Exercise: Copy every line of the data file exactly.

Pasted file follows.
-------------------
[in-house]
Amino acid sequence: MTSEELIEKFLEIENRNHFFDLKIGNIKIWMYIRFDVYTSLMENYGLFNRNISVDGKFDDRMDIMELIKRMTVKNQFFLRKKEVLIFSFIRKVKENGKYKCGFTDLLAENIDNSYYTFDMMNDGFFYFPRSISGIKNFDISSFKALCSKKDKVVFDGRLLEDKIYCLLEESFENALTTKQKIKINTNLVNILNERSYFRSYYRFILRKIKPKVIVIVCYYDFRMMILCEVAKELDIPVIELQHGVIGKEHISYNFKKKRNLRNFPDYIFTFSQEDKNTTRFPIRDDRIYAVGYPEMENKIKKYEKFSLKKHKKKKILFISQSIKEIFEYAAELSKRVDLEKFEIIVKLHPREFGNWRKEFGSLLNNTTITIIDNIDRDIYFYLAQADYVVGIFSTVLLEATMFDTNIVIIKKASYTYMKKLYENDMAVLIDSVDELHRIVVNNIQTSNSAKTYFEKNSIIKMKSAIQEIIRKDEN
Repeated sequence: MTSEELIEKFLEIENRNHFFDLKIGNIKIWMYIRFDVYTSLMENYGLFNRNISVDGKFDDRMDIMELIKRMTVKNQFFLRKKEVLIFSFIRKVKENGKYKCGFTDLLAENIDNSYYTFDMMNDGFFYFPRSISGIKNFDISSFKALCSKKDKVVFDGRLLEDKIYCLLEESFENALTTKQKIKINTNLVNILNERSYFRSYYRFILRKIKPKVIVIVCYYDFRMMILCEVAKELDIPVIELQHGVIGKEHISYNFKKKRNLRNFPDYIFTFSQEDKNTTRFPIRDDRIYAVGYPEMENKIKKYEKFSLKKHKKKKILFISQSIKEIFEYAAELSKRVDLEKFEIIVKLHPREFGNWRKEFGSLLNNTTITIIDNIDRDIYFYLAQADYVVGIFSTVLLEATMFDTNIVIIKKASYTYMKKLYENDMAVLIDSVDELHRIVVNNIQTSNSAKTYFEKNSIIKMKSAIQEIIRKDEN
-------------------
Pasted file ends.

[in-house]
Amino acid sequence: MTSEELIEKFLEIENRNHFFDLKIGNIKIWMYIRFDVYTSLMENYGLFNRNISVDGKFDDRMDIMELIKRMTVKNQFFLRKKEVLIFSFIRKVKENGKYKCGFTDLLAENIDNSYYTFDMMNDGFFYFPRSISGIKNFDISSFKALCSKKDKVVFDGRLLEDKIYCLLEESFENALTTKQKIKINTNLVNILNERSYFRSYYRFILRKIKPKVIVIVCYYDFRMMILCEVAKELDIPVIELQHGVIGKEHISYNFKKKRNLRNFPDYIFTFSQEDKNTTRFPIRDDRIYAVGYPEMENKIKKYEKFSLKKHKKKKILFISQSIKEIFEYAAELSKRVDLEKFEIIVKLHPREFGNWRKEFGSLLNNTTITIIDNIDRDIYFYLAQADYVVGIFSTVLLEATMFDTNIVIIKKASYTYMKKLYENDMAVLIDSVDELHRIVVNNIQTSNSAKTYFEKNSIIKMKSAIQEIIRKDEN
Repeated sequence: MTSEELIEKFLEIENRNHFFDLKIGNIKIWMYIRFDVYTSLMENYGLFNRNISVDGKFDDRMDIMELIKRMTVKNQFFLRKKEVLIFSFIRKVKENGKYKCGFTDLLAENIDNSYYTFDMMNDGFFYFPRSISGIKNFDISSFKALCSKKDKVVFDGRLLEDKIYCLLEESFENALTTKQKIKINTNLVNILNERSYFRSYYRFILRKIKPKVIVIVCYYDFRMMILCEVAKELDIPVIELQHGVIGKEHISYNFKKKRNLRNFPDYIFTFSQEDKNTTRFPIRDDRIYAVGYPEMENKIKKYEKFSLKKHKKKKILFISQSIKEIFEYAAELSKRVDLEKFEIIVKLHPREFGNWRKEFGSLLNNTTITIIDNIDRDIYFYLAQADYVVGIFSTVLLEATMFDTNIVIIKKASYTYMKKLYENDMAVLIDSVDELHRIVVNNIQTSNSAKTYFEKNSIIKMKSAIQEIIRKDEN